The technical aspects of compliance are most meaningful when they support a consistent and comprehensive program of mortgage quality. Whether mortgage lenders are striving to meet the requirements of HUD, FHA, Fannie Mae, Freddie Mac, or a provincial regulator, the principles of quality control and quality assurance improve or enhance the process. Underwriting reviews, prefunding quality assurance and mortgage post-closing quality control allows the lender or servicer to correct loan processes and information provided to borrowers, helps to mitigate loan file errors that may be discovered during an examination or compliance audit of the files, and provides data upon which compliance solutions can be based.
Chapter 7 of HUD’s 4060.1 Handbook (Handbook) outlines its Quality Control Plan requirements. The handbook states, “All FHA approved mortgagees, including loan correspondents, must implement and continuously have in place a Quality Control Plan for the origination and/or servicing of insured mortgages as a condition of receiving and maintaining FHA approval.” Lenders might create and maintain a Mortgage Quality Control Manual, and loan servicers might create and maintain a Mortgage Servicing Quality Control Plan. In either case, or if the origination and servicing requirements are combined in one manual, HUD requires certain parameters for the mortgage Quality Control Plan (QC Plan):
- The QC Plan must be in writing.
- The QC function must be independent of the lender’s originating and servicing functions.
- Reviews must be within 90 days from the end of the month that the loan closed.
- Reviews must be conducted at least monthly for lenders closing more than 15 loans per month.
- The sample size of loans reviewed must be 10% of loans or a statistical random sampling that provides a 95% confidence level with a 2% precision for lenders that originate more than 3,500 FHA loans per year.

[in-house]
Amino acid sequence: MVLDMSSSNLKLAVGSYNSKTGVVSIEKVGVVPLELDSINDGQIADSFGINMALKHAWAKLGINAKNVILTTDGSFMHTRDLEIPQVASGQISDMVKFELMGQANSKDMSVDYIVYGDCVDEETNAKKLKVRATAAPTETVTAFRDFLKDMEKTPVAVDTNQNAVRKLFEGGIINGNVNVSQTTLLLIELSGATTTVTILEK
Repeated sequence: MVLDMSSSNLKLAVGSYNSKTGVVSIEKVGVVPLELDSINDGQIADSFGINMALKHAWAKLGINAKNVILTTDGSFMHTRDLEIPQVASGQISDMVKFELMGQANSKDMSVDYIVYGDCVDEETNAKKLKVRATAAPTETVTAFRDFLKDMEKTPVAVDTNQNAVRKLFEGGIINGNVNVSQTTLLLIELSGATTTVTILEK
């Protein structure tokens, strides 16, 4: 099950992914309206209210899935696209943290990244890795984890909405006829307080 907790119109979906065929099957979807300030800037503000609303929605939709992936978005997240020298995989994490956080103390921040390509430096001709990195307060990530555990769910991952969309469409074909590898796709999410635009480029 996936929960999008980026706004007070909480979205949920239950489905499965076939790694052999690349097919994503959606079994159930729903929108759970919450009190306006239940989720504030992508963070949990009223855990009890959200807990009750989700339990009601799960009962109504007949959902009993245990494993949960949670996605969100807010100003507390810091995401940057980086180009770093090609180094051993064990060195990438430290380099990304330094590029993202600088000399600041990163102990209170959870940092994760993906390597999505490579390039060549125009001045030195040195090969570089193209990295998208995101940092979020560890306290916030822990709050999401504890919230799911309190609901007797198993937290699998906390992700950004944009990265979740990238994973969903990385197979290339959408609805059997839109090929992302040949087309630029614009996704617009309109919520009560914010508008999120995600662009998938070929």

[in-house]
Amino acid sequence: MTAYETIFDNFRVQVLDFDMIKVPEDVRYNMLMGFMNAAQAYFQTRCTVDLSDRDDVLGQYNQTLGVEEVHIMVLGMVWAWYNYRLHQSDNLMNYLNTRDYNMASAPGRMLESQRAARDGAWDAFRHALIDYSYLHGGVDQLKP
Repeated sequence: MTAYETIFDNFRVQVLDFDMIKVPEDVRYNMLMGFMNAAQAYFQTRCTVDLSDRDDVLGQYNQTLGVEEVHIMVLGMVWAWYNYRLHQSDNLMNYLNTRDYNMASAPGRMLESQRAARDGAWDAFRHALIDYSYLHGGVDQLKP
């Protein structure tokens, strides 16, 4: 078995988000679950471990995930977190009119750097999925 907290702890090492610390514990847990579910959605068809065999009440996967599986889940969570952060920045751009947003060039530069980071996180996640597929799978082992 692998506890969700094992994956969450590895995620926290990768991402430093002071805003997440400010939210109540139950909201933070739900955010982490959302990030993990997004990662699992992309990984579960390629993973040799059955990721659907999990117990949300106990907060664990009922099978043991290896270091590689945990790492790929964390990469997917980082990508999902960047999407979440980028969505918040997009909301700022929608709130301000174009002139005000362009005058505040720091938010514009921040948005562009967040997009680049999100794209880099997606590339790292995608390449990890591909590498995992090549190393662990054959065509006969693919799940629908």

- Quality Control Post Closing Testing – Loans (and denied loan applications) targeted for review should include loans from all Branch Offices and should reflect work from each Loan Processor, Loan Officer, Underwriters, etc., as well as each FHA loan program such as 203(b), 203(k), HECM, etc). Also included should be Early Payment Defaults (all loans going into default within 6 months), rejected loan applications (minimum of 10%) and Compliance Issues (i.e. RESPA, Fair Housing, Ineligible Participants check, HMDA, handling of escrow funds, MIP payments, advertising, etc.).
- Quality control reviews must also address lenders use of Third Party Originators.
Fannie Mae requires compliance with its Loan Quality Initiative (LQI). The LQI emphasizes quality control checks at all stages of the process to meet mortgage lending and mortgage servicing quality control guidelines – mortgage quality control services pre-funding quality assurance, post-closing quality control. Whether conducted to comply with LQI or other quality requirements, reviews of processes, procedures, and documentation are best accomplished by using a mortgage quality control checklist. Due diligence quality control audits may be conducted by third parties or by organizational staff; however, an arm’s length relationship to day-to-day loan origination or servicing adds value to the process.
The mortgage quality control and assurance plans may be designed to a ZERO defect rate target and to achieve ZERO defect quality. The ZERO defect plan should include sampling conducted under a ZERO defect sampling plan. ZERO defect quality is an ambitious goal for loan production and servicing, and it may not realistically be achievable; however, conducting mortgage quality control and assurance practices to a ZERO defect rate target encourages high quality and provides a granular evaluation of each step in the process.
Critical to the quality control and quality assurance process is on-going education and industry knowledge, such as those presented at Quality Assurance Conferences, the MBA’s Quality Assurance Forum, and periodic Regulatory and Quality Assurance Compliance Conferences.